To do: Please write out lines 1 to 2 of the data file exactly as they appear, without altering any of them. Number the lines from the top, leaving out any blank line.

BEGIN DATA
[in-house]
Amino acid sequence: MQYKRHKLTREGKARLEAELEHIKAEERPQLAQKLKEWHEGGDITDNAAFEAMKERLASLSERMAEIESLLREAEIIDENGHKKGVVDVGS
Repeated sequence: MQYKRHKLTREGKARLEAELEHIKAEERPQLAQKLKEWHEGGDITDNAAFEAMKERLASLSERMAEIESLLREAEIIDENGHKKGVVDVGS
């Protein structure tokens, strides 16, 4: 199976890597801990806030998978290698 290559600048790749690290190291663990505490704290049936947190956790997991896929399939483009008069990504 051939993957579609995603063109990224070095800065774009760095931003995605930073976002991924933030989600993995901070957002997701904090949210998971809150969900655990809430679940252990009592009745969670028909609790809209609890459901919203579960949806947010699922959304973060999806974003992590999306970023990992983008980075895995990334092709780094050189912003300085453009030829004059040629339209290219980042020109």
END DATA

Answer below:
[in-house]
Amino acid sequence: MQYKRHKLTREGKARLEAELEHIKAEERPQLAQKLKEWHEGGDITDNAAFEAMKERLASLSERMAEIESLLREAEIIDENGHKKGVVDVGS